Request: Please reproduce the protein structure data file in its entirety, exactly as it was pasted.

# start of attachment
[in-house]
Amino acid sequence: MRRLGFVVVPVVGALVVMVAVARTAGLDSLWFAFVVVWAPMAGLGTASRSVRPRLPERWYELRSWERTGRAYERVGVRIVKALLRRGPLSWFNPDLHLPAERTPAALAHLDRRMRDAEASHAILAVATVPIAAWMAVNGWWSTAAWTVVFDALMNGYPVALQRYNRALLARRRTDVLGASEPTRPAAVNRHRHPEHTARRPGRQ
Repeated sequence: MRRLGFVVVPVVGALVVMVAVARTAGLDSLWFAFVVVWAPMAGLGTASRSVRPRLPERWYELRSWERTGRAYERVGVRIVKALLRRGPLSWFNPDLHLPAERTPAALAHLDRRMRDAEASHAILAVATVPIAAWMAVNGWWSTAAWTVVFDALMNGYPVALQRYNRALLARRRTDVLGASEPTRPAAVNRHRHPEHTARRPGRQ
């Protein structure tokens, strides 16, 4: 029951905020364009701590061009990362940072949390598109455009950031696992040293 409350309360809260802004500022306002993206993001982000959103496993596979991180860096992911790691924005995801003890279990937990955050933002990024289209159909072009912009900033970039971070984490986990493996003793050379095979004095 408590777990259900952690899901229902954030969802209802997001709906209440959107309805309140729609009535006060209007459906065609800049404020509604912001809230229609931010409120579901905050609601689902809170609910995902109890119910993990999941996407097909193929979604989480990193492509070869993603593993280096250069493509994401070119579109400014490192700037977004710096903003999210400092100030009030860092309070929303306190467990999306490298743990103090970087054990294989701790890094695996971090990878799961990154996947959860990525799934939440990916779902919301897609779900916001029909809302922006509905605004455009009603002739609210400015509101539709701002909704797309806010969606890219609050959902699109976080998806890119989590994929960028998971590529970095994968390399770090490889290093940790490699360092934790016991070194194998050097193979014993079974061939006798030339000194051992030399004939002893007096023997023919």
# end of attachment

[in-house]
Amino acid sequence: MRRLGFVVVPVVGALVVMVAVARTAGLDSLWFAFVVVWAPMAGLGTASRSVRPRLPERWYELRSWERTGRAYERVGVRIVKALLRRGPLSWFNPDLHLPAERTPAALAHLDRRMRDAEASHAILAVATVPIAAWMAVNGWWSTAAWTVVFDALMNGYPVALQRYNRALLARRRTDVLGASEPTRPAAVNRHRHPEHTARRPGRQ
Repeated sequence: MRRLGFVVVPVVGALVVMVAVARTAGLDSLWFAFVVVWAPMAGLGTASRSVRPRLPERWYELRSWERTGRAYERVGVRIVKALLRRGPLSWFNPDLHLPAERTPAALAHLDRRMRDAEASHAILAVATVPIAAWMAVNGWWSTAAWTVVFDALMNGYPVALQRYNRALLARRRTDVLGASEPTRPAAVNRHRHPEHTARRPGRQ
């Protein structure tokens, strides 16, 4: 029951905020364009701590061009990362940072949390598109455009950031696992040293 409350309360809260802004500022306002993206993001982000959103496993596979991180860096992911790691924005995801003890279990937990955050933002990024289209159909072009912009900033970039971070984490986990493996003793050379095979004095 408590777990259900952690899901229902954030969802209802997001709906209440959107309805309140729609009535006060209007459906065609800049404020509604912001809230229609931010409120579901905050609601689902809170609910995902109890119910993990999941996407097909193929979604989480990193492509070869993603593993280096250069493509994401070119579109400014490192700037977004710096903003999210400092100030009030860092309070929303306190467990999306490298743990103090970087054990294989701790890094695996971090990878799961990154996947959860990525799934939440990916779902919301897609779900916001029909809302922006509905605004455009009603002739609210400015509101539709701002909704797309806010969606890219609050959902699109976080998806890119989590994929960028998971590529970095994968390399770090490889290093940790490699360092934790016991070194194998050097193979014993079974061939006798030339000194051992030399004939002893007096023997023919």